There's an old saying that has been said in the business world for a long time: "The customer is always right." And for many years, it was irrefutable. Now, being in a service industry as I am, I can tell you one thing.
The customer is not always right.
Part of this can be chalked up to the attitude many customers bring to the table before they make the first contact with a company providing a product or service. Sometime within the past 20 or 30 years, consumers became self-absorbed and started demanding above and beyond what they really deserve for even a simple transaction. Why? Because they wanted it.
What they don't realize is that wanting something isn't always a good justification. Take someone addicted to drugs. They want drugs in spite of the fact what they want winds up hurting them, even to the point of death. Same thing with thieves. They want to steal money, jewelry, anything they can get their hands on and sell quickly. What separates the good wants with the bad wants is the motivation.
Yet, I can't completely blame the customers. Companies have lost the fine art of customer service and caring about their customers. With anything you buy from a major company, you're subjected to front-line reps either trying to hustle you away or turn you off from the actual experience so you'll never come back. Put an overly demanding customer against an apathetic and surly customer service representative and you see the vendor-vendee relationship at its most base and foul.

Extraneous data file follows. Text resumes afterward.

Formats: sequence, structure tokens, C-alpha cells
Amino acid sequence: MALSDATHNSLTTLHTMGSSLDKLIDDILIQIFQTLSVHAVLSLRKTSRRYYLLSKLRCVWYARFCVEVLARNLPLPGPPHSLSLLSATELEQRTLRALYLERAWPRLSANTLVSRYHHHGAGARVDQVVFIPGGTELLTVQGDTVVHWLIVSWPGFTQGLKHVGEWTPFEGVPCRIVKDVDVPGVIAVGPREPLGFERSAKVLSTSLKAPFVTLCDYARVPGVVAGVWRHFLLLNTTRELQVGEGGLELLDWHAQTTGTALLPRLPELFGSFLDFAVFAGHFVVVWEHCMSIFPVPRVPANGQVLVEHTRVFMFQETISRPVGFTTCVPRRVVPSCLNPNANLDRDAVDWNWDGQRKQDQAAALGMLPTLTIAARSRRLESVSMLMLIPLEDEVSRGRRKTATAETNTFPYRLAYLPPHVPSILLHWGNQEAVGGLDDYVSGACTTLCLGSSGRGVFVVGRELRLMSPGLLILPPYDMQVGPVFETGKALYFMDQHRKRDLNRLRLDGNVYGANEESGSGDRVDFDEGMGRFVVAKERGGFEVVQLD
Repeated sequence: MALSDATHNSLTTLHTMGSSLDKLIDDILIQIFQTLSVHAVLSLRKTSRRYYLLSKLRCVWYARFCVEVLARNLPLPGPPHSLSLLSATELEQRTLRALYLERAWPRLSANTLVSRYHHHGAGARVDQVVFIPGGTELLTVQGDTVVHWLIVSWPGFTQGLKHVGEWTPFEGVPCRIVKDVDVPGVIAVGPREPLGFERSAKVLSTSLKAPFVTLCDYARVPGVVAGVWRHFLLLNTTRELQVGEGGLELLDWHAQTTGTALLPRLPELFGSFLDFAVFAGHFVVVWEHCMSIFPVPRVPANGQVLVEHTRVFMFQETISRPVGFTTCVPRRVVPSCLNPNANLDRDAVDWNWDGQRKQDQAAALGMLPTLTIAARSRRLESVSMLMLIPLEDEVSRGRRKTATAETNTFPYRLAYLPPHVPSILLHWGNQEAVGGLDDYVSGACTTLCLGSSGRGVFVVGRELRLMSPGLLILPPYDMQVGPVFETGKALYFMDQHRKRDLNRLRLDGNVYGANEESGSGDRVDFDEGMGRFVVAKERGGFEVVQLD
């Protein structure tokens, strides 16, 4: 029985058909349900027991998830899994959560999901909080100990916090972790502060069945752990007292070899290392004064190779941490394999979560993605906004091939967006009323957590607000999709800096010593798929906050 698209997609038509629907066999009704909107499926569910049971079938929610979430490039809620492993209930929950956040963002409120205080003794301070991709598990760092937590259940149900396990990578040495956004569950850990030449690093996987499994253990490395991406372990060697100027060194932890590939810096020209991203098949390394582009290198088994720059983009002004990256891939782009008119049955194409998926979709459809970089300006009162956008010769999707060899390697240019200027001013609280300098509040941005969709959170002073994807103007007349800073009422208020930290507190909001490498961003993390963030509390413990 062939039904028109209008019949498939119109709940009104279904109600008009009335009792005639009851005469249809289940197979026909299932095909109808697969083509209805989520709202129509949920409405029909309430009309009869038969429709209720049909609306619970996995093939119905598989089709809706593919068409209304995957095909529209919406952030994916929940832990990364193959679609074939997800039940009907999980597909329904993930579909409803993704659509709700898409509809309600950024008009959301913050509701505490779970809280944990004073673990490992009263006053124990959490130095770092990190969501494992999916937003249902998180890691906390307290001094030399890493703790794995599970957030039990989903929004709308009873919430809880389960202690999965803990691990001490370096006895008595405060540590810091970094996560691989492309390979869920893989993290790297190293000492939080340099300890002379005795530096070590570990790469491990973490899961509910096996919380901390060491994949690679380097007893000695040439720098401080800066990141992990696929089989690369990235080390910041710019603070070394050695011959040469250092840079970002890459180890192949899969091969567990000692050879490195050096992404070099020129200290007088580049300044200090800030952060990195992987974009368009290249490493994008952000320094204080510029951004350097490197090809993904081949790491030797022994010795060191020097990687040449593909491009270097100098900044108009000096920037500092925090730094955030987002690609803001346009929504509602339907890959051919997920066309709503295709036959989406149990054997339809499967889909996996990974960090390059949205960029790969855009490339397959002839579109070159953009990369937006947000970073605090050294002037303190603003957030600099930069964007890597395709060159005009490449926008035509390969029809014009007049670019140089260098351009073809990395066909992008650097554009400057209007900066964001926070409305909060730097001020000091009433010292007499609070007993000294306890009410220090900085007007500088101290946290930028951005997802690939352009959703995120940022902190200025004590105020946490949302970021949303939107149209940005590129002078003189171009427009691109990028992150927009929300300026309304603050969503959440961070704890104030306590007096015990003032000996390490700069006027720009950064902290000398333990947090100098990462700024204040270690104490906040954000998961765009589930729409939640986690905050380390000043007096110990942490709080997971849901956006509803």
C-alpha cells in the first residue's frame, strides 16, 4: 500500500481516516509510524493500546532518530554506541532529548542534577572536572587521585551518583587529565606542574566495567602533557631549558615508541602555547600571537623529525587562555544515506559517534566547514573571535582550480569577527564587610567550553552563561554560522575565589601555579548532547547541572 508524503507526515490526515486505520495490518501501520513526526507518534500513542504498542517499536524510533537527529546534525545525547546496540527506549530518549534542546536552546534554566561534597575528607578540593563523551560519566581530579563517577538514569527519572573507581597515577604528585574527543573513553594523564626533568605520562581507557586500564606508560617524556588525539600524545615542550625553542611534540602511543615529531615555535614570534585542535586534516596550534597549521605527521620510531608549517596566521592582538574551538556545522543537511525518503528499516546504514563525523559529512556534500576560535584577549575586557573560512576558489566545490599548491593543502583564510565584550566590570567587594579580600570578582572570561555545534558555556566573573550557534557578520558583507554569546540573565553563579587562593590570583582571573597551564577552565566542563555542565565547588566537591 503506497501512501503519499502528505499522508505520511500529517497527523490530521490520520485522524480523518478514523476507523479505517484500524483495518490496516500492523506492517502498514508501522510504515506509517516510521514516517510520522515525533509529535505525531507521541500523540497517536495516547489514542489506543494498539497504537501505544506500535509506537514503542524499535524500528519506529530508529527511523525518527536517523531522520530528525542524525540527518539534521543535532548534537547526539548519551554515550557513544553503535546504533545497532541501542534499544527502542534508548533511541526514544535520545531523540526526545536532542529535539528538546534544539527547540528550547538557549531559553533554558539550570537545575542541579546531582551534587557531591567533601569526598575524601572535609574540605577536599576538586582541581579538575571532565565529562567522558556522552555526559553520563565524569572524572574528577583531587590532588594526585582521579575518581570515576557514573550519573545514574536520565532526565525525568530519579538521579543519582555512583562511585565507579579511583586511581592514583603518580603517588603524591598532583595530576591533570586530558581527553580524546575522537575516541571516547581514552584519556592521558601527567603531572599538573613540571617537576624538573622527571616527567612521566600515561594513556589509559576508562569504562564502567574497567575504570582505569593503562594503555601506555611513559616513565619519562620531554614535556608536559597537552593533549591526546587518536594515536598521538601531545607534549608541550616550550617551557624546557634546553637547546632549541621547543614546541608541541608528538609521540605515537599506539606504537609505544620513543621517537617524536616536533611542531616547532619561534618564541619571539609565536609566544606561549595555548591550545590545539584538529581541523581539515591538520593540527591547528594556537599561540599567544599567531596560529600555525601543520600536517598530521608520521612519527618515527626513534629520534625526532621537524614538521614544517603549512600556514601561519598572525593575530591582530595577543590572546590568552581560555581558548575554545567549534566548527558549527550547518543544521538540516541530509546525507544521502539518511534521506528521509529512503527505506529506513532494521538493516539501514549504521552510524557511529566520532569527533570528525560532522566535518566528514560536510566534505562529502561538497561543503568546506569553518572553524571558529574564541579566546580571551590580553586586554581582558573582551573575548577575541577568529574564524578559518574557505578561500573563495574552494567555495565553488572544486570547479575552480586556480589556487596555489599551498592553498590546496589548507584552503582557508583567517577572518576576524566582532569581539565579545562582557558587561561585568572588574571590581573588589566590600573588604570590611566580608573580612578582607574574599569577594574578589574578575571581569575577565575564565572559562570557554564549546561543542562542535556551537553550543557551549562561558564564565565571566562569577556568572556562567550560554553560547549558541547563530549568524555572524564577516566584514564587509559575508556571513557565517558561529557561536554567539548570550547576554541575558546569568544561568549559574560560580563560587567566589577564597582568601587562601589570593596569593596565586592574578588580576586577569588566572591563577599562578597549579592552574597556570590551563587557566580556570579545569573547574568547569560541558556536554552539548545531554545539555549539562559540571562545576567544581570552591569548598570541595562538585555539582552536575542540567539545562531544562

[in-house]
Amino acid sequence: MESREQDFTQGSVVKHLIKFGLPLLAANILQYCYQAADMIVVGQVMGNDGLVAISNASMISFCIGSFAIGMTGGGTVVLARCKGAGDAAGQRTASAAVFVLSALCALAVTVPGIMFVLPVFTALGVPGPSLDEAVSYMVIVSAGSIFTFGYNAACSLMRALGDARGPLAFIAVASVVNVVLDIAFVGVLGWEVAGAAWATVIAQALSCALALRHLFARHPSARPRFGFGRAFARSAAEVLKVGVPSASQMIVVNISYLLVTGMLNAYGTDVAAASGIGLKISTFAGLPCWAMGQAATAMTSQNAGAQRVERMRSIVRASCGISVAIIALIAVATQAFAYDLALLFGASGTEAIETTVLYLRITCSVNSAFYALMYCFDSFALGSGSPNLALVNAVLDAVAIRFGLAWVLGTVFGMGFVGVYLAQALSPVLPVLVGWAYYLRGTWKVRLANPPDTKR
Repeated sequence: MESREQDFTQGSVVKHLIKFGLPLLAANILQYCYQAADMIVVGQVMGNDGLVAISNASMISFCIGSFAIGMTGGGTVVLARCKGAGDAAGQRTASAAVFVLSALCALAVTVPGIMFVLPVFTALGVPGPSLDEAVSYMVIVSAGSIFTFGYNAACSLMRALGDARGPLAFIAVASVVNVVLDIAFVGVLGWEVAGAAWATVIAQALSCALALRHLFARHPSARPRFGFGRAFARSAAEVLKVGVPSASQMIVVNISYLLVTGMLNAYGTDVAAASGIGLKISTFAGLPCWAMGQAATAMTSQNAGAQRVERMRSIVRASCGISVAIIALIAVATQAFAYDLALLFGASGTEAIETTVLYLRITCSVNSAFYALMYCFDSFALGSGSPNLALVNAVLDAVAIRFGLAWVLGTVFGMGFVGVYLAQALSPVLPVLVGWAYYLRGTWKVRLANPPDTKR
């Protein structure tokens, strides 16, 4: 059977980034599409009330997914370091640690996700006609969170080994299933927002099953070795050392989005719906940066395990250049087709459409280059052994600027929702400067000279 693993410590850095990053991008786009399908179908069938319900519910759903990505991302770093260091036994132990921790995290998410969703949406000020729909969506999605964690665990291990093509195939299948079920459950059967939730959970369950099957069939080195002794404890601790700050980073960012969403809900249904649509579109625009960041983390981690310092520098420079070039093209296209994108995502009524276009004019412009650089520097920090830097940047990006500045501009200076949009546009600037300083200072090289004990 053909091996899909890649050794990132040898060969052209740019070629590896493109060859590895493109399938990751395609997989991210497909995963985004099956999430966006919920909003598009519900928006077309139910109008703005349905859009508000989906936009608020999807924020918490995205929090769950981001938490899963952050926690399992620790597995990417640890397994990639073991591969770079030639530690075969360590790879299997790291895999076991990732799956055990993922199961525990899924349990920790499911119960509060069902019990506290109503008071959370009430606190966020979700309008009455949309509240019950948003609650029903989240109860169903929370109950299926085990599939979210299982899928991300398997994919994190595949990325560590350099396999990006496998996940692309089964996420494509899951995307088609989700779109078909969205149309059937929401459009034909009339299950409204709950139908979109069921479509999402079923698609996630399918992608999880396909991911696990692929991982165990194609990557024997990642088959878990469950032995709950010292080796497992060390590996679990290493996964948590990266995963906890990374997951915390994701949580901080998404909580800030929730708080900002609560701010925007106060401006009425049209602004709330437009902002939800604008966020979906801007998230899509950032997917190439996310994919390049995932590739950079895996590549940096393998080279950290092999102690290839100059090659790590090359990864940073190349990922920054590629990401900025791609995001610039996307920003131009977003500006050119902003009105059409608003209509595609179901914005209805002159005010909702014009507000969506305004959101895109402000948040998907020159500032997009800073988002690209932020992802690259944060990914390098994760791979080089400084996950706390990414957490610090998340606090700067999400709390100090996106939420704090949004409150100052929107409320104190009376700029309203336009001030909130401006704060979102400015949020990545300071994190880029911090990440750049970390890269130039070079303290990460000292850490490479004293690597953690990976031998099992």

Yet, it's easily fixed. When you're the customer, go into the exchange asking for only what you absolutely need to resolve the problem and show appreciation for whatever can be given to you. When you're the service provider, put yourself in the customer's position and show some compassion. Granted, it's easier said than done, but it can be done.
And for the sake of my sanity and what's left of my hair, it needs to be done.